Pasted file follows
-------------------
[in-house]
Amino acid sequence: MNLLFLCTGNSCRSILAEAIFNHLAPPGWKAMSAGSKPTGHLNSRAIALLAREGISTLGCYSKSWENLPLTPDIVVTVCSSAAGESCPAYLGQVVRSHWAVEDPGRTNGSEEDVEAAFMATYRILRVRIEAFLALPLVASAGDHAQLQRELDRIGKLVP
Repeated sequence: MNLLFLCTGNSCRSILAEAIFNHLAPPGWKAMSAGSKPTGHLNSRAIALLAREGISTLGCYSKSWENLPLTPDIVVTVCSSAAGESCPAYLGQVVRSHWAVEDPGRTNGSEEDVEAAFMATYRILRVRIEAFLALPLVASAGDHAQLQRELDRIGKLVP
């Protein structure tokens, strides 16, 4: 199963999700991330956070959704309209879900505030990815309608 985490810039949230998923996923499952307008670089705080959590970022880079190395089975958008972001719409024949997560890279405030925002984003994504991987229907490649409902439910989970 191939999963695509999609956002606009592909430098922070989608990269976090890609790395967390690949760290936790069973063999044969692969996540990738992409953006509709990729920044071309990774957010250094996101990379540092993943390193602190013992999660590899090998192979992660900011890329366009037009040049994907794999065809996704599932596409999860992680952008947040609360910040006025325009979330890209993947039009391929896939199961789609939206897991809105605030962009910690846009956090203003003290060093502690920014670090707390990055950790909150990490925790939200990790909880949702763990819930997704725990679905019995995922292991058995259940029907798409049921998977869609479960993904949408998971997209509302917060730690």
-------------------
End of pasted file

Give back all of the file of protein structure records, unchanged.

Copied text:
[in-house]
Amino acid sequence: MNLLFLCTGNSCRSILAEAIFNHLAPPGWKAMSAGSKPTGHLNSRAIALLAREGISTLGCYSKSWENLPLTPDIVVTVCSSAAGESCPAYLGQVVRSHWAVEDPGRTNGSEEDVEAAFMATYRILRVRIEAFLALPLVASAGDHAQLQRELDRIGKLVP
Repeated sequence: MNLLFLCTGNSCRSILAEAIFNHLAPPGWKAMSAGSKPTGHLNSRAIALLAREGISTLGCYSKSWENLPLTPDIVVTVCSSAAGESCPAYLGQVVRSHWAVEDPGRTNGSEEDVEAAFMATYRILRVRIEAFLALPLVASAGDHAQLQRELDRIGKLVP
């Protein structure tokens, strides 16, 4: 199963999700991330956070959704309209879900505030990815309608 985490810039949230998923996923499952307008670089705080959590970022880079190395089975958008972001719409024949997560890279405030925002984003994504991987229907490649409902439910989970 191939999963695509999609956002606009592909430098922070989608990269976090890609790395967390690949760290936790069973063999044969692969996540990738992409953006509709990729920044071309990774957010250094996101990379540092993943390193602190013992999660590899090998192979992660900011890329366009037009040049994907794999065809996704599932596409999860992680952008947040609360910040006025325009979330890209993947039009391929896939199961789609939206897991809105605030962009910690846009956090203003003290060093502690920014670090707390990055950790909150990490925790939200990790909880949702763990819930997704725990679905019995995922292991058995259940029907798409049921998977869609479960993904949408998971997209509302917060730690």